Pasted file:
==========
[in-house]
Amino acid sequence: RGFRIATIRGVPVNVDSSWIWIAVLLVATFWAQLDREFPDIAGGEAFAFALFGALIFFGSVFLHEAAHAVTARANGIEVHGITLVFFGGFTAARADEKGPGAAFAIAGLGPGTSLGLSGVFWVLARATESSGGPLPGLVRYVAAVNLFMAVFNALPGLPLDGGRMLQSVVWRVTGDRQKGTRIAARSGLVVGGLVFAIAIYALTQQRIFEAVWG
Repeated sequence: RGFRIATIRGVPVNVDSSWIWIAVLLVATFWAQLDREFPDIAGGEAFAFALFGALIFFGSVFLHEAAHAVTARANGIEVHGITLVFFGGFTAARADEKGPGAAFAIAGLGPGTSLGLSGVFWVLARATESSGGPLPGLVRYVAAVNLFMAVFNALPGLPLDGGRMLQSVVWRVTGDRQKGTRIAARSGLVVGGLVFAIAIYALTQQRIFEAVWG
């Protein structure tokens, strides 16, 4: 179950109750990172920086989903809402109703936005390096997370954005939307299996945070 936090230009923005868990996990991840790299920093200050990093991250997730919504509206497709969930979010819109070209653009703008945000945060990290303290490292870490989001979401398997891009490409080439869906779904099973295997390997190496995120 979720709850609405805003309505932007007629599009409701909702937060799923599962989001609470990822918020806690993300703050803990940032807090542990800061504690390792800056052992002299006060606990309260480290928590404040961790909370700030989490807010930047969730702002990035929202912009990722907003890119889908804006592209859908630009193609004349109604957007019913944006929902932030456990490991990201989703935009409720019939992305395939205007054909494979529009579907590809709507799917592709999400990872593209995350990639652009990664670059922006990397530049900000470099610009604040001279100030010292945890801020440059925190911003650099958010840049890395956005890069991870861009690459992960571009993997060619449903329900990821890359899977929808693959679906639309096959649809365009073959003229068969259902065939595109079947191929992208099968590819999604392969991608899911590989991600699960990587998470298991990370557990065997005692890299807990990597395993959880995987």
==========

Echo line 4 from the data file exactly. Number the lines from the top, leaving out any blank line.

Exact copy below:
């Protein structure tokens, strides 16, 4: 179950109750990172920086989903809402109703936005390096997370954005939307299996945070 936090230009923005868990996990991840790299920093200050990093991250997730919504509206497709969930979010819109070209653009703008945000945060990290303290490292870490989001979401398997891009490409080439869906779904099973295997390997190496995120 979720709850609405805003309505932007007629599009409701909702937060799923599962989001609470990822918020806690993300703050803990940032807090542990800061504690390792800056052992002299006060606990309260480290928590404040961790909370700030989490807010930047969730702002990035929202912009990722907003890119889908804006592209859908630009193609004349109604957007019913944006929902932030456990490991990201989703935009409720019939992305395939205007054909494979529009579907590809709507799917592709999400990872593209995350990639652009990664670059922006990397530049900000470099610009604040001279100030010292945890801020440059925190911003650099958010840049890395956005890069991870861009690459992960571009993997060619449903329900990821890359899977929808693959679906639309096959649809365009073959003229068969259902065939595109079947191929992208099968590819999604392969991608899911590989991600699960990587998470298991990370557990065997005692890299807990990597395993959880995987």